Renuka drafted an amicus brief in Gambrill v. Board of Education of Dorchester County, a case before the Maryland Court of Appeals, arguing that local school boards and teachers should not be subject to negligence suits for disciplinary decisions, particularly decisions to use supportive discipline practices, because discipline is an essential part of education and the option to sue school boards and teachers for those decisions would incentivize an increase in exclusionary discipline.

Throughout her work, Renuka has collaborated closely with partners and in coalitions, including leading various committees and promoting race equity values. She began to implement a community lawyering approach by building relationships with community organizers who are leading the fight to remove police from schools in several counties, working closely in coalition with them, and contributing legal and policy support to the campaigns.

Renuka has also helped advance our internal race equity work. At various points, she participated in the PJC’s Race Equity Team, served on a workgroup that worked with outside facilitators to plan staff discussions and training, and helped draft our race equity vision, mission, and commitments.

In reflecting on her time at the PJC, Renuka shared:

I truly appreciate all the support the PJC has given me to grow into a public interest lawyer and advocate, the flexibility to try to make an impact in an area of law and policy that I am passionate about, and the ways I have felt valued as a PJC staff member. I am grateful for the relationships I have formed with both PJC colleagues and outside partners. I am sad to leave the PJC, but excited to take everything I have learned to a new place.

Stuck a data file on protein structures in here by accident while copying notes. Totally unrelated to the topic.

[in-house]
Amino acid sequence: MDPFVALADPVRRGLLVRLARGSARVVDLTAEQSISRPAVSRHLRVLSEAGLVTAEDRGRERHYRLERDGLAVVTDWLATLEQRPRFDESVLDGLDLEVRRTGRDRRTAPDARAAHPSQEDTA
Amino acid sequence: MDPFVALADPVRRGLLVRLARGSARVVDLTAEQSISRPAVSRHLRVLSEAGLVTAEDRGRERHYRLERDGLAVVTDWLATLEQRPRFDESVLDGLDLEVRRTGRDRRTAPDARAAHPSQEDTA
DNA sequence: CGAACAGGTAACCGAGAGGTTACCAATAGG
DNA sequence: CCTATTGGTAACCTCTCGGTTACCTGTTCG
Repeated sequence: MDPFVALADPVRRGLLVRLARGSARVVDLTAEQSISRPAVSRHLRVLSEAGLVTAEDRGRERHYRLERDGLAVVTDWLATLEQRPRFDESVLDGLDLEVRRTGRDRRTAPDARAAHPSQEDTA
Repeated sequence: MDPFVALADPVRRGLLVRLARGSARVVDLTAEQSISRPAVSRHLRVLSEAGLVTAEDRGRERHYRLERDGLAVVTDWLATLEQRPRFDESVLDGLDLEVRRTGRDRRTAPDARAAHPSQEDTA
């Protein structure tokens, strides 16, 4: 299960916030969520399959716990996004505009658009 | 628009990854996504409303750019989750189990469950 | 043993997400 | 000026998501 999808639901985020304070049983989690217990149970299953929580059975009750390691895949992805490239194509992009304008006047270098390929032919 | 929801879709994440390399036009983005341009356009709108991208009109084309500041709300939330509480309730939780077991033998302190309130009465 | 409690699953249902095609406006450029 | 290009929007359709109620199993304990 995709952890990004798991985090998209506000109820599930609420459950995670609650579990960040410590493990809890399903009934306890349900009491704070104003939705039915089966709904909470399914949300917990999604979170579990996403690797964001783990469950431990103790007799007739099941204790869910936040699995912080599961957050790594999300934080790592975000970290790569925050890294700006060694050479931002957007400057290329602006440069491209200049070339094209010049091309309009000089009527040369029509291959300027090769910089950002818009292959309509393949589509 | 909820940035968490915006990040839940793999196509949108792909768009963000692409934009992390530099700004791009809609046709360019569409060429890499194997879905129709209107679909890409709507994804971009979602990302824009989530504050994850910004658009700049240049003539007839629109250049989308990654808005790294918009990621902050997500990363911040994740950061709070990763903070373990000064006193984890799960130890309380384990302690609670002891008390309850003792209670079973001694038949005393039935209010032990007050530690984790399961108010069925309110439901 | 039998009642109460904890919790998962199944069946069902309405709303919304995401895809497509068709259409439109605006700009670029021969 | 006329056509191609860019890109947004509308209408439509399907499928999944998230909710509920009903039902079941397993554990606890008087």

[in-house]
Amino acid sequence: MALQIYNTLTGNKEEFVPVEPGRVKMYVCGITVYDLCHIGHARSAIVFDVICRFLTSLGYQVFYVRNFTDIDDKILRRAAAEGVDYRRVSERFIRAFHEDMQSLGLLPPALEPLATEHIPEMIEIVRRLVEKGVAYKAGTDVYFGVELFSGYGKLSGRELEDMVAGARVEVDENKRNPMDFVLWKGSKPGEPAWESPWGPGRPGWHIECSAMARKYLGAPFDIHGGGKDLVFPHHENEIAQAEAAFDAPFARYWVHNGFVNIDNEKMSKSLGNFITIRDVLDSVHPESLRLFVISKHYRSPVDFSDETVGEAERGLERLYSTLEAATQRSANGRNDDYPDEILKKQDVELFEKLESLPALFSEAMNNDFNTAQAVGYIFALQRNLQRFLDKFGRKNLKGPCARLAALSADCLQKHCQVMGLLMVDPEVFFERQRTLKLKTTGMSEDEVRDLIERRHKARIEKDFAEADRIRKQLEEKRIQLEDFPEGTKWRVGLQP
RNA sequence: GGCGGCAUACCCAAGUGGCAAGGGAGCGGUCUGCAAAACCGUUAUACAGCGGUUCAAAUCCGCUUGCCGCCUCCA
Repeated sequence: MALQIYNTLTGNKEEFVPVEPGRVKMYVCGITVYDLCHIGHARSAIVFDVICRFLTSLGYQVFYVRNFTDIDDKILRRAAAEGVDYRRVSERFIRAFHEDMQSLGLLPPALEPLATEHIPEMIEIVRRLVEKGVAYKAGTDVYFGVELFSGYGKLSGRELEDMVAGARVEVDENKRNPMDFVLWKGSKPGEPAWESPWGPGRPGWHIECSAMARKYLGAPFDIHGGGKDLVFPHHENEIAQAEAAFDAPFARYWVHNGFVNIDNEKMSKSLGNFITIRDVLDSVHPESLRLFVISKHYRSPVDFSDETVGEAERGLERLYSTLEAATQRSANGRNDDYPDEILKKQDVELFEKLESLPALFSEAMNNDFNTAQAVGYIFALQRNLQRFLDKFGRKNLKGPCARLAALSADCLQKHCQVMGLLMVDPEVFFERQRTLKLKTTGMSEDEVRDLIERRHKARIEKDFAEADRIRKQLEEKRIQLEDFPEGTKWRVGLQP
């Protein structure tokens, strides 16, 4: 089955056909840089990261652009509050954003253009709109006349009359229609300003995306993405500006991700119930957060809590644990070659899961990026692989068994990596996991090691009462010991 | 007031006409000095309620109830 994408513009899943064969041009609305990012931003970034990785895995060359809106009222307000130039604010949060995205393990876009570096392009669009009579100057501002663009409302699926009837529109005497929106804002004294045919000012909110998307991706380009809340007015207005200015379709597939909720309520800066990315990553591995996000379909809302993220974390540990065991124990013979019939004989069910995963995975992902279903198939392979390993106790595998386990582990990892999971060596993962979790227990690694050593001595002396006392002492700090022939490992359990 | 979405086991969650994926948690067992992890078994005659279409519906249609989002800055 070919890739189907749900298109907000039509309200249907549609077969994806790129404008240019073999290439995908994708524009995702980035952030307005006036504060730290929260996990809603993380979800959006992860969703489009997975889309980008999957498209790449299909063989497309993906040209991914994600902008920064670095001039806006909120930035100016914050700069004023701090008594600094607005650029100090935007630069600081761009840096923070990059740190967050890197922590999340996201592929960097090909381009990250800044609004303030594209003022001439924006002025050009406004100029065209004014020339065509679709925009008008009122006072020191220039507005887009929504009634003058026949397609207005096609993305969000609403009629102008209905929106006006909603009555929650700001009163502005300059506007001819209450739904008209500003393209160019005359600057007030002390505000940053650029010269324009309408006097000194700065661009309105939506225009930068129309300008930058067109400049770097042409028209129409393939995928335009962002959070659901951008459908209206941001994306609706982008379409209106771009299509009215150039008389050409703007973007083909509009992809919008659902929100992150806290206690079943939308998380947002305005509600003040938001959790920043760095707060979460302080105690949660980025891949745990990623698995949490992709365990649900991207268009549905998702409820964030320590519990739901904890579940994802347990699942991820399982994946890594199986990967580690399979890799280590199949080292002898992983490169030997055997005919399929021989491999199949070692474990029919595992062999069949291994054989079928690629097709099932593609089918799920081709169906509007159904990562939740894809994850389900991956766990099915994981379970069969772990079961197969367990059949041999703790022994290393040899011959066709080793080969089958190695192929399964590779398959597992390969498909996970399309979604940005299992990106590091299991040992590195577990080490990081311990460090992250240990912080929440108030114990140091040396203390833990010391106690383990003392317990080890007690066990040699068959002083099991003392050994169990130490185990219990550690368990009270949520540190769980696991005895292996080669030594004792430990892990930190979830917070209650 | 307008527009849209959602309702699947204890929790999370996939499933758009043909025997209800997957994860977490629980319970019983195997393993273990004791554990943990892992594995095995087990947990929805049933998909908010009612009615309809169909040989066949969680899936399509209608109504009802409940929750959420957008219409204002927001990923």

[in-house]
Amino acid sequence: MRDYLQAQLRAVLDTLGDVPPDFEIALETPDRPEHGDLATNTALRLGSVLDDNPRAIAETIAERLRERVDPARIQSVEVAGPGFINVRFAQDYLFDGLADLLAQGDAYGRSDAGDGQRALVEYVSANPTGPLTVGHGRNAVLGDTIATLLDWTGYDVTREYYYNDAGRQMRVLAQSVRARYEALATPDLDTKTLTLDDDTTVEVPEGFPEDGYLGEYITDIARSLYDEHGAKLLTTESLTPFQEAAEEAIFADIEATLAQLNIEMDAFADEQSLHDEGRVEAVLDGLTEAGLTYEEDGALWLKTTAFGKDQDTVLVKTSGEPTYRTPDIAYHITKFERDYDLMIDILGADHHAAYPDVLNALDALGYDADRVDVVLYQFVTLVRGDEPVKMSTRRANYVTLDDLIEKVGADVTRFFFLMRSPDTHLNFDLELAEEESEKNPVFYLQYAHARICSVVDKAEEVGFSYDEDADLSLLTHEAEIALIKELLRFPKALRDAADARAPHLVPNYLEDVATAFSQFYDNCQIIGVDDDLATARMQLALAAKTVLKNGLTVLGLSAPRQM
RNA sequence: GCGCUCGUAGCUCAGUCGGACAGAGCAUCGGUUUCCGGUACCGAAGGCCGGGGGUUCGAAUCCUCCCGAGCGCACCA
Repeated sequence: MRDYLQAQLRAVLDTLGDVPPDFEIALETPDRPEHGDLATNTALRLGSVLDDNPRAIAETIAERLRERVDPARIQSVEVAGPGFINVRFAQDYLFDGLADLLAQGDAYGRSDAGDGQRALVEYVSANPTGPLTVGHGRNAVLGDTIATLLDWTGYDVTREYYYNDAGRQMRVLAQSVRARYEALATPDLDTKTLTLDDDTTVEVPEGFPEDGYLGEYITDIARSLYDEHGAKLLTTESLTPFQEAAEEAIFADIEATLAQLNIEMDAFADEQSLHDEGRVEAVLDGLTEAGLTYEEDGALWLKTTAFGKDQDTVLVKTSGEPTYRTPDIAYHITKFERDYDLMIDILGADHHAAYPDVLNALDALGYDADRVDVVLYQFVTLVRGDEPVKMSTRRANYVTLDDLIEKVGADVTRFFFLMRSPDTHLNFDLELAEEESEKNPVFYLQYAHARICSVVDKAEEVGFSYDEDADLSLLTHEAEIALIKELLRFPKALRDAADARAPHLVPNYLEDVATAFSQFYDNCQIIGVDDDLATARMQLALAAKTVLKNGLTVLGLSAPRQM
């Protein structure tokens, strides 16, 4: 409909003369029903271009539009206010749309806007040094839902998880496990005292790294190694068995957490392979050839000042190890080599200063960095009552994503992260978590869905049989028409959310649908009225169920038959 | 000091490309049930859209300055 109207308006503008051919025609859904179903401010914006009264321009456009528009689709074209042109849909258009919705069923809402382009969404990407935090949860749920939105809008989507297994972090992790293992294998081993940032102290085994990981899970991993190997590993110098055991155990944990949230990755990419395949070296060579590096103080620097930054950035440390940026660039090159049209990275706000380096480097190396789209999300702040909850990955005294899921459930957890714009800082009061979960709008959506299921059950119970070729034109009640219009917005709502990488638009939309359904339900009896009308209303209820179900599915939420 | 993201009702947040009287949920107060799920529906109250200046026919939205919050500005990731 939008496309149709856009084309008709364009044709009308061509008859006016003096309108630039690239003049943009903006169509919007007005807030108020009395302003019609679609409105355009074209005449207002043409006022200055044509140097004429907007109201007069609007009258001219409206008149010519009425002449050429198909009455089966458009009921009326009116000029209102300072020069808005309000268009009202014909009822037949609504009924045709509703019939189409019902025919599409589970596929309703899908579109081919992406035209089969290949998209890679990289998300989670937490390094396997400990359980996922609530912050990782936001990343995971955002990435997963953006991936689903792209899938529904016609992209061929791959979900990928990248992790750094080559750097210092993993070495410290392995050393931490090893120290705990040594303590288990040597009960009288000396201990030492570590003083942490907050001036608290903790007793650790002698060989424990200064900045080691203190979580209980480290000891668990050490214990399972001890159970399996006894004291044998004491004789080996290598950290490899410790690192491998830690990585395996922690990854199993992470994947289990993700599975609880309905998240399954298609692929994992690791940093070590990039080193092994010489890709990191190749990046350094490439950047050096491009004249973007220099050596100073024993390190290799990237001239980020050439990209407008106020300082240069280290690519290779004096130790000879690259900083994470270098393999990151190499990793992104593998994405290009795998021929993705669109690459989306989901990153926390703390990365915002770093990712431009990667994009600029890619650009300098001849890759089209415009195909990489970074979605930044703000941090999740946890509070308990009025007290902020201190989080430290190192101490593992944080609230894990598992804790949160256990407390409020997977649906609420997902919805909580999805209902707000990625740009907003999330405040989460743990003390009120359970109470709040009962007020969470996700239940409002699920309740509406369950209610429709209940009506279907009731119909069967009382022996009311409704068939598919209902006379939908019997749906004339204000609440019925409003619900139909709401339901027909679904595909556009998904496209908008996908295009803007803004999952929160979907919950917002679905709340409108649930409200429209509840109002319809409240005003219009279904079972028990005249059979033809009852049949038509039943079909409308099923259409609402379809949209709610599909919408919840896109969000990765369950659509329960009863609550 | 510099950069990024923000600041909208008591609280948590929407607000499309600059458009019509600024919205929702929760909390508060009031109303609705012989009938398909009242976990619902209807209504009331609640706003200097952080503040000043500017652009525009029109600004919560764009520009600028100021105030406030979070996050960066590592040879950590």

We are thankful for all the ways Renuka has built a more equitable education system in Maryland and moved the PJC’s mission forward. As lead attorney of the Education Stability Project Monisha Cherayil says,

Renuka has made a truly lasting impact on the PJC during her time here. With her dedication and talent as an attorney on our Education Stability Project, we have represented dozens of clients each year to get back into school and get the educational support they need, empowered hundreds of families with information about their rights in the context of school discipline and school arrest, and achieved meaningful systemic changes to dismantle the school-to-prison pipeline at the state and local levels. Her approach to her work embodies the commitment to racial equity at the heart of PJC’s mission. We are sad to see her go but we look forward to all that she will achieve in her next chapter.